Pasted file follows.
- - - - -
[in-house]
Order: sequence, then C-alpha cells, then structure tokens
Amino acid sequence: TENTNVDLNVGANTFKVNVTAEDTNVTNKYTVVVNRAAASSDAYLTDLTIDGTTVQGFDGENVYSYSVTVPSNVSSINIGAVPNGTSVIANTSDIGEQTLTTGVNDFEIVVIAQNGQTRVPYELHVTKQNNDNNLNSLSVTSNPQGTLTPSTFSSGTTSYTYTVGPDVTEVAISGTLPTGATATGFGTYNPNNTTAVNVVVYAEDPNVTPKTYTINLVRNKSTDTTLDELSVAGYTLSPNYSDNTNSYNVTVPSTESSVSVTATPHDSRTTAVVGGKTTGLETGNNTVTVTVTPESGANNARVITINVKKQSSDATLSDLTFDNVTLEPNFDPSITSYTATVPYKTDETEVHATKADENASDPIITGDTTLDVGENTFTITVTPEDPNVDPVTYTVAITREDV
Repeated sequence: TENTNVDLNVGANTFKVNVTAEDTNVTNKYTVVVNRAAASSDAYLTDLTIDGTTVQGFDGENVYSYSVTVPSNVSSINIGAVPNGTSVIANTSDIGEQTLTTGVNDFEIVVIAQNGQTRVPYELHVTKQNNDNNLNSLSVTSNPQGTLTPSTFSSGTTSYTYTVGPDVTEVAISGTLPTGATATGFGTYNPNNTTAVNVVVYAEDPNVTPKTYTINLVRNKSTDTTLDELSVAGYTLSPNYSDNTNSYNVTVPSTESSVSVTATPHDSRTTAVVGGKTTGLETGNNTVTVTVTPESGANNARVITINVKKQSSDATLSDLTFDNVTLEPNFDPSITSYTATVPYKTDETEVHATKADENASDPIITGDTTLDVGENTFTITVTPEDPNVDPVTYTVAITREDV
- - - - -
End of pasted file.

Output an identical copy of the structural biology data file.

[in-house]
Order: sequence, then C-alpha cells, then structure tokens
Amino acid sequence: TENTNVDLNVGANTFKVNVTAEDTNVTNKYTVVVNRAAASSDAYLTDLTIDGTTVQGFDGENVYSYSVTVPSNVSSINIGAVPNGTSVIANTSDIGEQTLTTGVNDFEIVVIAQNGQTRVPYELHVTKQNNDNNLNSLSVTSNPQGTLTPSTFSSGTTSYTYTVGPDVTEVAISGTLPTGATATGFGTYNPNNTTAVNVVVYAEDPNVTPKTYTINLVRNKSTDTTLDELSVAGYTLSPNYSDNTNSYNVTVPSTESSVSVTATPHDSRTTAVVGGKTTGLETGNNTVTVTVTPESGANNARVITINVKKQSSDATLSDLTFDNVTLEPNFDPSITSYTATVPYKTDETEVHATKADENASDPIITGDTTLDVGENTFTITVTPEDPNVDPVTYTVAITREDV
Repeated sequence: TENTNVDLNVGANTFKVNVTAEDTNVTNKYTVVVNRAAASSDAYLTDLTIDGTTVQGFDGENVYSYSVTVPSNVSSINIGAVPNGTSVIANTSDIGEQTLTTGVNDFEIVVIAQNGQTRVPYELHVTKQNNDNNLNSLSVTSNPQGTLTPSTFSSGTTSYTYTVGPDVTEVAISGTLPTGATATGFGTYNPNNTTAVNVVVYAEDPNVTPKTYTINLVRNKSTDTTLDELSVAGYTLSPNYSDNTNSYNVTVPSTESSVSVTATPHDSRTTAVVGGKTTGLETGNNTVTVTVTPESGANNARVITINVKKQSSDATLSDLTFDNVTLEPNFDPSITSYTATVPYKTDETEVHATKADENASDPIITGDTTLDVGENTFTITVTPEDPNVDPVTYTVAITREDV